Monday, September 04, 2017

A Visit to Cinecon 53

I spent a wonderful weekend at the 53rd Cinecon Classic Film Festival!

The festival opened at the Egyptian Theatre on Thursday night and runs through today; I attended Saturday and Sunday. Given the high temps here in California this weekend, it was the perfect time for a couple of days in an air-conditioned movie theater!

Cinecon's focus is "not on DVD" rarities, and the schedule was filled with little-seen gems. I'll provide a quick overview of the weekend here, with longer posts in the next few days covering some of the films in more detail.

I was on the freeway to Hollywood bright and early Saturday morning, arriving at the Egyptian about 8:15. My first order of business: Pick up my weekend passes and purchase the beautiful program featuring festival honoree Patricia Morison on the cover. Needless to say I was thrilled at the prospect of seeing Morison in person again at the festival; you can read my birthday tribute to her earlier this year here.

My day began with the cartoon THE DAFFY DOC (1938), which I understand is part of the Warner Archive's new Porky Pig DVD collection.

That was followed by a 62-minute feature film, ALL-AMERICAN SWEETHEART (1937). This film, about a collegiate rowing team, was only mildly entertaining, the one movie of the weekend which didn't really make an impression. However, it was pleasantly scenic (Lake Arrowhead, perhaps?), and it was shown in a gorgeous Columbia Pictures print, so there's that! Patricia Farr and Scott Kolk (aka Scott Colton) starred; it was directed by Lambert Hillyer, the writer-director behind a number of Westerns I've enjoyed.

Next up was a silent Hoot Gibson Western, THE TEXAS STREAK (1926), with live musical accompaniment by Scott Lasky. Gibson plays a Western movie extra who's left behind when location shooting wraps, and circumstances lead to him switching from "reel" to "real" cowboy. A charmer.

The final film of the morning was the U.S. premiere of the new documentary HAROLD LLOYD: HOLLYWOOD'S TIMELESS COMEDY GENIUS (2016). It was very good, including extensive interviews with Lloyd's granddaughter Suzanne Lloyd and his biographer Annette D'Agostino Lloyd (no relation to the actor). Although it discusses the creation of Lloyd's high-altitude SAFETY LAST! (1923) stunt at some length, the one area where I felt the documentary was lacking was covering the success of his silent features. (Perhaps my memory fails but I don't recall a single shot of Jobyna Ralston, his costar in so many great films.) It zoomed from shorts to stunts, spending more time on his feature failures than his hits, and then going into his post-filmmaking life. Despite that quibble, it was well-done and worth seeing.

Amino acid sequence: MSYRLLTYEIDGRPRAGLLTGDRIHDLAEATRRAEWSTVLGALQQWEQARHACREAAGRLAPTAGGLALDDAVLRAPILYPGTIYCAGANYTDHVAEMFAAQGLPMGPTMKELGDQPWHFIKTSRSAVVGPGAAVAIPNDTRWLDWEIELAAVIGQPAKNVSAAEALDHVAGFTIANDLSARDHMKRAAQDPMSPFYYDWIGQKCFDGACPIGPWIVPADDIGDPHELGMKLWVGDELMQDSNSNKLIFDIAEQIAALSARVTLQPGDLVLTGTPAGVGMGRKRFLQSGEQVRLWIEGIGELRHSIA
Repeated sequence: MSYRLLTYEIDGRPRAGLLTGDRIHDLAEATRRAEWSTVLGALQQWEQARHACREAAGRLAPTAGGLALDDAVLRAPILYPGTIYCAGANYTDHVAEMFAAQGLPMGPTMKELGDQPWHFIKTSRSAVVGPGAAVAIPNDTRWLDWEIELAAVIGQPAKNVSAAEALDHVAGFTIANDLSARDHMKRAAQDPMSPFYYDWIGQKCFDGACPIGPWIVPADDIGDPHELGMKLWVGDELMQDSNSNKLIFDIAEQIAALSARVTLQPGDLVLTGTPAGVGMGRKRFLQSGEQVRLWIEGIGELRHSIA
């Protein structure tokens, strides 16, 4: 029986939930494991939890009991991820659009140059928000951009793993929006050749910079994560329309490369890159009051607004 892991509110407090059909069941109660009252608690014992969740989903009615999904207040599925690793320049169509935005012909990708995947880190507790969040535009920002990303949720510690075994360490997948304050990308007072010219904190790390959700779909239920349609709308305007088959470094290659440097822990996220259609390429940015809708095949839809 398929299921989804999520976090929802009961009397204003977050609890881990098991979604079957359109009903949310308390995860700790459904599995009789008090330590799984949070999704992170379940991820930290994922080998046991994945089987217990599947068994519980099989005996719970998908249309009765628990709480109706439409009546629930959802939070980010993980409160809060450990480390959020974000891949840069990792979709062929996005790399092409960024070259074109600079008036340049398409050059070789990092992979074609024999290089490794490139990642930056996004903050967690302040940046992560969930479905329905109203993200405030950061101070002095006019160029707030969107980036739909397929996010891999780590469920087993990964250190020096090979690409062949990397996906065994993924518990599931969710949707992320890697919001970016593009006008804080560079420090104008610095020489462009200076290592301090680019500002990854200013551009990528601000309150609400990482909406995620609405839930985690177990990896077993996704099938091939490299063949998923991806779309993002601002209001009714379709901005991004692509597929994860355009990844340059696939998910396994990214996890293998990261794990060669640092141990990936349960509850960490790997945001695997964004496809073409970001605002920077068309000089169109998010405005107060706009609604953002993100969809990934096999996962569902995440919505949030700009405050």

At lunchtime I visited the dealer showroom at Loew's Hotel, where my eyes crossed at the prices of original film stills. I have a wonderful collection, gathered in the '70s and '80s, but don't anticipate adding to it again at those prices! Instead I treated myself to a Blu-ray/DVD set of CINERAMA HOLIDAY (1955), on sale at Flicker Alley's table for a nice price.

Back at the Egyptian, I had a nice chat with Lou Sabini, who autographed his new book SEX IN THE CINEMA: THE 'PRE-CODE' YEARS 1929-1934 for me. It's a survey of 107 pre-Code films, published by Bear Manor Media. I wish I'd remembered Sabini was the author of BEHIND THE SCENES OF THEY WERE EXPENDABLE: A PICTORIAL HISTORY, which I thought was an important piece of film history. I would have liked to compliment him on it in person!